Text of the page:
SFU professors have created a map outlining the risk of secondary health impacts from the pandemic
Friday, May 21, 2021
Theres a long weekend?
That’s right folks, this weekend is a long weekend. I almost always forget a long weekend is coming until right before it arrives, and then I scramble to make sure I am making the most of it. I'm still unsure about my plans for this weekend, although one thing is certain: it will be local. Provincial travel restrictions are set to expire Tuesday, so if you’re an antsy vacationer, at least wait until then. (Also coming Tuesday: the next edition of this newsletter.) —Grace Kennedy, reporter
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A map of the region's vulnerability to the pandemic's secondary health impacts, like stress or depression, shows the risks aren't evenly distributed. 📸  Simon Fraser University map
Mapping the future impact of COVID-19

As the pandemic raged, some areas of the Fraser Valley were at higher risk than others. A combination of personal and place-based factors increased a community’s risk for COVID-19, a map created by SFU professors Valorie Crooks and Nadine Schuurman showed. Now that a post-vaccine world is on the horizon, Crooks and Schuurman have mapped where new risks are emerging—and they aren’t in the same places as before.

Secondary health impacts like stress, depression, and anxiety can be exacerbated by some of the things that kept some Fraser Valley neighbourhoods relatively safe: Harrison Hot Springs and parts of Aldergrove, for example, had relatively low vulnerability to COVID itself, but are at high risk for secondary health impacts post-pandemic. Communities with more retired residents may have been at lower risk for COVID transmission because they weren’t out in the workforce, but are at higher risk for loneliness and isolation. We talked to Crooks to learn more.

FVC: Some places that experienced low vulnerability in your 2020 map outlining COVID risks during the pandemic are actually high-risk for secondary health impacts. Why?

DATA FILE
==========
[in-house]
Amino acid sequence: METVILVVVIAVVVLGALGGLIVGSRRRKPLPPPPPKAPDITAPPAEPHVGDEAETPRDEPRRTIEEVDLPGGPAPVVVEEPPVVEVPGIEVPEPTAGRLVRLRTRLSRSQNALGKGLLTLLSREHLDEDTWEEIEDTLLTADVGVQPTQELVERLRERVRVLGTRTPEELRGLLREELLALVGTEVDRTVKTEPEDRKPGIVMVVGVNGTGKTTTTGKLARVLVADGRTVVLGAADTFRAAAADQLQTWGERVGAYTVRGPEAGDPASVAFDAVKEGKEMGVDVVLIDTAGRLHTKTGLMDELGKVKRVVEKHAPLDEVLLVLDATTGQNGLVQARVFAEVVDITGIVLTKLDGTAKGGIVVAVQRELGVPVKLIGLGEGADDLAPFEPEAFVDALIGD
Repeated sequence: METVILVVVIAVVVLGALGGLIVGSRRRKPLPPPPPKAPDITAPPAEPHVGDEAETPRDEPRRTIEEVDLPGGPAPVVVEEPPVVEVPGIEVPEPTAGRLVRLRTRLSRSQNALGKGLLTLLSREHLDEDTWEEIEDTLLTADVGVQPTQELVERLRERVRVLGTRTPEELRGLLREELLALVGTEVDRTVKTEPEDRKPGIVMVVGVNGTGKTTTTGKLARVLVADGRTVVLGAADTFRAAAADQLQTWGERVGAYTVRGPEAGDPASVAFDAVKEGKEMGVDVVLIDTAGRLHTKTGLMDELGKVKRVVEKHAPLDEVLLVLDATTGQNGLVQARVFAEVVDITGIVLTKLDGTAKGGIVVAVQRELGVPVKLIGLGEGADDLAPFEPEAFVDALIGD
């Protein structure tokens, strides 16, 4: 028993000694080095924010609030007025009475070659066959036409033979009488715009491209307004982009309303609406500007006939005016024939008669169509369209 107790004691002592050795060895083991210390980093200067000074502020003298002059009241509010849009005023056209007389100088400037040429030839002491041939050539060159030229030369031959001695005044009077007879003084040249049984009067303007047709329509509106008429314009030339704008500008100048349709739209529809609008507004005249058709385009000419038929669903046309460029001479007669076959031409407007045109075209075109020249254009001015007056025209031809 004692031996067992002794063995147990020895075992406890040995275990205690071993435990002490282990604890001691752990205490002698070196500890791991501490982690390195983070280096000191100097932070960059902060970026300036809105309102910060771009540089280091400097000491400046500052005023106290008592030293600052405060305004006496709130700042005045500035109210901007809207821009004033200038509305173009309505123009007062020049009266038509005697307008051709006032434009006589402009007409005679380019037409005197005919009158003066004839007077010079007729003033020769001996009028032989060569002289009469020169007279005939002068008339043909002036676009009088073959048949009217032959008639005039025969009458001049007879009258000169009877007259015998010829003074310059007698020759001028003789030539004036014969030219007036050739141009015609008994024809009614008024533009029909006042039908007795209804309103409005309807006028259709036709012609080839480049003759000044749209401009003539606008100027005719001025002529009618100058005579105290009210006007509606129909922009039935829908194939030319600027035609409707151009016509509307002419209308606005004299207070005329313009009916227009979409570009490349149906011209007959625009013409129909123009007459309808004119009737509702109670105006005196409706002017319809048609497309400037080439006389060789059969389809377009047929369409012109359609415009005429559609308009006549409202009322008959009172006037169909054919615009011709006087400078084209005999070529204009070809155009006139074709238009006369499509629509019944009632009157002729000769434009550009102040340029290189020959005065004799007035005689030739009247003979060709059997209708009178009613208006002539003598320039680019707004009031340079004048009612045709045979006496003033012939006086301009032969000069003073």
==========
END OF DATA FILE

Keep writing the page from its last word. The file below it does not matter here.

Valorie Crooks: “Some of the factors that have actually prevented people from experiencing risk are the same ones that may actually increase their own vulnerability to secondary health impacts. For example, many people that are retired are not in the workforce. They’re not engaging in those kinds of occupational risks that we see throughout the province where there’s many outbreaks happening. But at the same time, many of the measures that have been put in place are actually really isolating…

“You can see the same type of scenario in relation to children, where we really don’t see children as having that occupational involvement. But in relation to this new map, we know there are many children who are going to experience stress or other health impacts coming from the education disruption that they’ve gone through.”

FVC: What do you hope people take from the map?

VC: “You can see these impacts are not evenly distributed. It’s really important because we’re in a stage of the pandemic where we’re seeing an increasingly geographical approach being used by public health officials. We’re hearing things like hot spots, we’re hearing about communities at risk. So we’re at this point of taking this approach where we say some places need unique kinds of support… If we try to bring that thinking into the long-term secondary health impacts of the pandemic, then it can help us to really put our resources into creating those meaningful community-tailored supports that will help to address stress and depression. And we can do that now, early enough, so that we may actually even assist with offsetting some of it.”